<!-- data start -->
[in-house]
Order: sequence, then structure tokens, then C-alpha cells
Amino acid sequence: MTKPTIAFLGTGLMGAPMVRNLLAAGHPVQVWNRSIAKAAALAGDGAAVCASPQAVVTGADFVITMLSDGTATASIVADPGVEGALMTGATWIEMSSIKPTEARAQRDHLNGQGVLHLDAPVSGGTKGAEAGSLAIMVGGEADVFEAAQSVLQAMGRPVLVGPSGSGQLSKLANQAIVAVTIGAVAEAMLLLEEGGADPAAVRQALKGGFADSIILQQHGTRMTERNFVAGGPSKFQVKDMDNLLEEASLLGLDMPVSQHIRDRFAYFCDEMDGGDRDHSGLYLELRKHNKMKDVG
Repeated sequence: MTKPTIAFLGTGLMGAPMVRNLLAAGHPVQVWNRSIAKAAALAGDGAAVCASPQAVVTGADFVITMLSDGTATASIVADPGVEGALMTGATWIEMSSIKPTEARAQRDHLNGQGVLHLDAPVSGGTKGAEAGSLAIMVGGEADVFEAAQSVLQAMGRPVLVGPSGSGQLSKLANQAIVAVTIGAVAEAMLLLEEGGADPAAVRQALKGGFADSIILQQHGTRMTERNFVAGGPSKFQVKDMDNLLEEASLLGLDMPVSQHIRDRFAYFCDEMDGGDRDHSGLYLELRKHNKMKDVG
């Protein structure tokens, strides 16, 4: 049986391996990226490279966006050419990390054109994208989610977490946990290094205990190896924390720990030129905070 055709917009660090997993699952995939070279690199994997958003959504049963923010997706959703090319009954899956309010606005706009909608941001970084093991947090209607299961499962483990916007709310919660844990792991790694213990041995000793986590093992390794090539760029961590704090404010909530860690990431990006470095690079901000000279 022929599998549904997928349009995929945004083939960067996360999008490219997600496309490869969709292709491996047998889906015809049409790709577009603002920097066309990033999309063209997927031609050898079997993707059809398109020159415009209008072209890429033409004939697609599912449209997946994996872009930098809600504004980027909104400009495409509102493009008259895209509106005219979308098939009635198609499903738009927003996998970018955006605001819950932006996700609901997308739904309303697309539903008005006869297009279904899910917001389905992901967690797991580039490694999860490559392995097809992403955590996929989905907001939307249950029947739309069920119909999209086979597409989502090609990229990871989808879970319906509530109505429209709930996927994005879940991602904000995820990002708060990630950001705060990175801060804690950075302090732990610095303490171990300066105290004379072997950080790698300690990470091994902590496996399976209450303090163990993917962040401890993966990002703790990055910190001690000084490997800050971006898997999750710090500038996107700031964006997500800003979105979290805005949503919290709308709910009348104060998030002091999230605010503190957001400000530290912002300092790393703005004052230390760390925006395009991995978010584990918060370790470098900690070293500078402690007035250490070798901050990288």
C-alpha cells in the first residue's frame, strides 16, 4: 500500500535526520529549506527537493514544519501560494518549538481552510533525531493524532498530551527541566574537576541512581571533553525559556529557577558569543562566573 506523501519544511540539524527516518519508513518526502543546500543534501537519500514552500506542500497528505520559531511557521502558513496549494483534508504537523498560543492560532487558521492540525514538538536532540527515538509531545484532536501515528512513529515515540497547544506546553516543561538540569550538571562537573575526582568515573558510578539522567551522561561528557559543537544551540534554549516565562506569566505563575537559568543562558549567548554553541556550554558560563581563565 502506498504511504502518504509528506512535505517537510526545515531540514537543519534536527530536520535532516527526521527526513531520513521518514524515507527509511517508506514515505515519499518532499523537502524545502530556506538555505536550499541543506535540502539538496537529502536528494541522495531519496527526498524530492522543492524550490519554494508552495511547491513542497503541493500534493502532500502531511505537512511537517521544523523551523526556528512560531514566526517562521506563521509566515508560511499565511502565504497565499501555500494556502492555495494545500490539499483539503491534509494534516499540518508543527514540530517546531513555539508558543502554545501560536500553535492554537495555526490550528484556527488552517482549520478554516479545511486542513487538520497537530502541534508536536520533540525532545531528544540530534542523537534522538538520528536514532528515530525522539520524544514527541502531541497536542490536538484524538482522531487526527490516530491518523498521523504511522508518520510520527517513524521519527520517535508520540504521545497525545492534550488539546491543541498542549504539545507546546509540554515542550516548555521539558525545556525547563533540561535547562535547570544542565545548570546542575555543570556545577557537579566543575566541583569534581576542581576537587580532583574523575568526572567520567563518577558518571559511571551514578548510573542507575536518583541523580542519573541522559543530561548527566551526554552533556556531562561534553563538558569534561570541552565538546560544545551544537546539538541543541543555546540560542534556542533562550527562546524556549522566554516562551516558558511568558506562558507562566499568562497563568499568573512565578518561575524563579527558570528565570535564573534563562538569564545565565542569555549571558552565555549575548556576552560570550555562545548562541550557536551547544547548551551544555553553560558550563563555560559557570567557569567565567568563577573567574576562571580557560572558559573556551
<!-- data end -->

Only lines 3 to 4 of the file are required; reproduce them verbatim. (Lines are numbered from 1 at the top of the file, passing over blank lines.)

Amino acid sequence: MTKPTIAFLGTGLMGAPMVRNLLAAGHPVQVWNRSIAKAAALAGDGAAVCASPQAVVTGADFVITMLSDGTATASIVADPGVEGALMTGATWIEMSSIKPTEARAQRDHLNGQGVLHLDAPVSGGTKGAEAGSLAIMVGGEADVFEAAQSVLQAMGRPVLVGPSGSGQLSKLANQAIVAVTIGAVAEAMLLLEEGGADPAAVRQALKGGFADSIILQQHGTRMTERNFVAGGPSKFQVKDMDNLLEEASLLGLDMPVSQHIRDRFAYFCDEMDGGDRDHSGLYLELRKHNKMKDVG
Repeated sequence: MTKPTIAFLGTGLMGAPMVRNLLAAGHPVQVWNRSIAKAAALAGDGAAVCASPQAVVTGADFVITMLSDGTATASIVADPGVEGALMTGATWIEMSSIKPTEARAQRDHLNGQGVLHLDAPVSGGTKGAEAGSLAIMVGGEADVFEAAQSVLQAMGRPVLVGPSGSGQLSKLANQAIVAVTIGAVAEAMLLLEEGGADPAAVRQALKGGFADSIILQQHGTRMTERNFVAGGPSKFQVKDMDNLLEEASLLGLDMPVSQHIRDRFAYFCDEMDGGDRDHSGLYLELRKHNKMKDVG